Sometimes two are better than one

Sometimes the log line works better if you turn it into two shorter sentences. This may also give you the chance to add a word or phrase that helps get across the feel of the story.

“A young autistic woman working for a presidential campaign discovers that the candidate is secretly taking orders from Russia. Her mission to reveal the truth before the election becomes a matter of life and death when the campaign manager orders a hit man to kill her.”

When doing a verbal pitch, leave about a two or three second pause after the first line to give the listener time to digest it. Then go on the second sentence.

Practice makes better

Like anything else, with practice you’ll get better at writing log lines. Here are three sets of the basic elements. See if you can turn each one into a powerful log line of one or two sentences.

First, a romantic comedy:

Who: a young tech entrepreneur who sells her company for a hundred million dollars

Wants what: to share her good fortune and her life with a soulmate

But is opposed by: the two of her three suitors who are just after her money and her own insecurities around relationships.

And risks: choosing the wrong one and being stuck in a loveless marriage, or not having a relationship at all.

Next, a science fiction story:

Who: an alien infected with a disease deadly to humans

Wants what: to spread the disease on earth to pave the way for an invasion by his masters

But is opposed by: a retired scientist who is on to him, and by his dawning awareness that humans are not any more evil than his own masters

And risks: his life at the hands of both humans and his alien masters.

As is often a case, all these protagonist have both an external and internal struggle. Usually it’s the internal one that gives the audience something to relate to, so include it in your pitch.

Finally, a comedy:

Who: A washed-up private detective

Wants what: to get back into business by solving a the kidnapping of a famous actress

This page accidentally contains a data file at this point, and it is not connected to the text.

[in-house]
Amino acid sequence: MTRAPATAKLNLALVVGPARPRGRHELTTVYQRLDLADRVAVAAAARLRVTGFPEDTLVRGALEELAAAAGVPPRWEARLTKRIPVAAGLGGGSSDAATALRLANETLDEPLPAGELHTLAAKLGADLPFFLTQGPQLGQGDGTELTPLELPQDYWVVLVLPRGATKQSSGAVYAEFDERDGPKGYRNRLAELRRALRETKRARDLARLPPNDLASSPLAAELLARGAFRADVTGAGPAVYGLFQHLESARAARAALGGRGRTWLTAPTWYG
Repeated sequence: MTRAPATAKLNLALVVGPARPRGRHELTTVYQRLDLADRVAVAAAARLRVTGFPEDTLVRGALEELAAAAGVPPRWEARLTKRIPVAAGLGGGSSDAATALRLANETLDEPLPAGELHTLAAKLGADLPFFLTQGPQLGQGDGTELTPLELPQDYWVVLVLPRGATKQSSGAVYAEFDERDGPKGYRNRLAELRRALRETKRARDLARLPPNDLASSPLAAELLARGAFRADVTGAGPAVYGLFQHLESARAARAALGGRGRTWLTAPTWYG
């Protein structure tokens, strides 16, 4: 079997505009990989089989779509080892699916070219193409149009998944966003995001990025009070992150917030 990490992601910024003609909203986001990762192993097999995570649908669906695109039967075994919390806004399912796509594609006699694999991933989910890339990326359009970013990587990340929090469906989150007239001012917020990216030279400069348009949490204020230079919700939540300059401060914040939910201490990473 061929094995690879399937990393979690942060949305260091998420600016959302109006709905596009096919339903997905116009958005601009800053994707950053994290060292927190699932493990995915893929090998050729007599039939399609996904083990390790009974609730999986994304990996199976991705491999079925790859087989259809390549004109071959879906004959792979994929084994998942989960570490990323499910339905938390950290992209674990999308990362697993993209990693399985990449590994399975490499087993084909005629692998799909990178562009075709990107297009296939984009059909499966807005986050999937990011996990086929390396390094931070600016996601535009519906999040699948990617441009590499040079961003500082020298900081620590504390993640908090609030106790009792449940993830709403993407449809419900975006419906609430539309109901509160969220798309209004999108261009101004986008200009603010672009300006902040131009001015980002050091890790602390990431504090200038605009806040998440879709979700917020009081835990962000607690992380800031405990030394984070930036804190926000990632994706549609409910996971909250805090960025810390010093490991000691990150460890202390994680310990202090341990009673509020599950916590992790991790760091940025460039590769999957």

But is opposed by: the police and by the actress who initially agreed to go along with a staged kidnapping

And risks: a long prison sentence if the plot is exposed.

A successful log line can be your first step toward a successful script. In my Script Coach workshops you’ll learn more about log lines and how to use them to write and to sell your screenplay.

2021.03.01 The Script Coach Series



Jurgen Wolff is a writer, teacher, and creativity consultant. In the United States, he wrote for sitcoms including Benson and Family Ties. He wrote the feature film, The Real Howard Spitz, starring Kelsey Grammer and directed by Vadim Jean. He was a script doctor on the hit film, Mannequin and others starring Michael Caine, Walter Matthau, and Eddie Murphy. For Germany, he co-created the comedy series, Lukas, which ran for 65 episodes, and an original comedy series called Krista. He also wrote nine episodes of the series, Relic Hunter. He wrote two TV movies for the Olsen Twins, and several the German TV movies including, On Top of the Volcano, starring Maria Schrader and Sebastian Koch (2007). His play, Killing Mother, was produced at the Gorky Theatre in Berlin, and he’s also had plays produced in New York, Los Angeles, and London.

As a writing and creativity teacher, his courses include Beyond Brainstorming, Create Your Future, The Creative Breakthrough Workshop and the ground-breaking Script Coach Series developed exclusively for Raindance. He has presented his courses at the University of Southern California, the University of Barcelona, the Skyros Institute, many films schools, and groups and organisations including The Academy for Chief Executives, Egmont, Grundy-UFA, and Columbia-Tri-Star. For eight years he was a visiting lecturer for the Pilots Program in Sitges.

His books include Your Writing Coach and Your Creative Writing Masterclass (Nicholas Brealey Publishing), Creativity Now (Pearson), Do Something Different (Virgin Business Books), Successful Scriptwriting (Writers Digest Press), Top Secrets: Screenwriting (Lone Eagle Press), and Successful Sitcom Writing (St. Martin’s Press).

He has written for many publications including the Los Angeles Times, the San Francisco Chronicle, Broadcast Magazine, and he is the editor of Brainstorm, the creativity ebulletin.